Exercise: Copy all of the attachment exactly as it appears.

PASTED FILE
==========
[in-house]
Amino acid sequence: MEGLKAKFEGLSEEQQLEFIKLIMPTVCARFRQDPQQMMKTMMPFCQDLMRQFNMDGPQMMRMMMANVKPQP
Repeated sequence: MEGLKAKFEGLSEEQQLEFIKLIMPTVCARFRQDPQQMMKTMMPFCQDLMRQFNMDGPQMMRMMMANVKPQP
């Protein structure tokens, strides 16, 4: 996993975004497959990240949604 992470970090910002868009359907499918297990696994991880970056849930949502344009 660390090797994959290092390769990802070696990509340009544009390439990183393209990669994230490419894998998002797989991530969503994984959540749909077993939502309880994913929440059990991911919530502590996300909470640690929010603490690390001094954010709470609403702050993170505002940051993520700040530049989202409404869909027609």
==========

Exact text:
[in-house]
Amino acid sequence: MEGLKAKFEGLSEEQQLEFIKLIMPTVCARFRQDPQQMMKTMMPFCQDLMRQFNMDGPQMMRMMMANVKPQP
Repeated sequence: MEGLKAKFEGLSEEQQLEFIKLIMPTVCARFRQDPQQMMKTMMPFCQDLMRQFNMDGPQMMRMMMANVKPQP
């Protein structure tokens, strides 16, 4: 996993975004497959990240949604 992470970090910002868009359907499918297990696994991880970056849930949502344009 660390090797994959290092390769990802070696990509340009544009390439990183393209990669994230490419894998998002797989991530969503994984959540749909077993939502309880994913929440059990991911919530502590996300909470640690929010603490690390001094954010709470609403702050993170505002940051993520700040530049989202409404869909027609």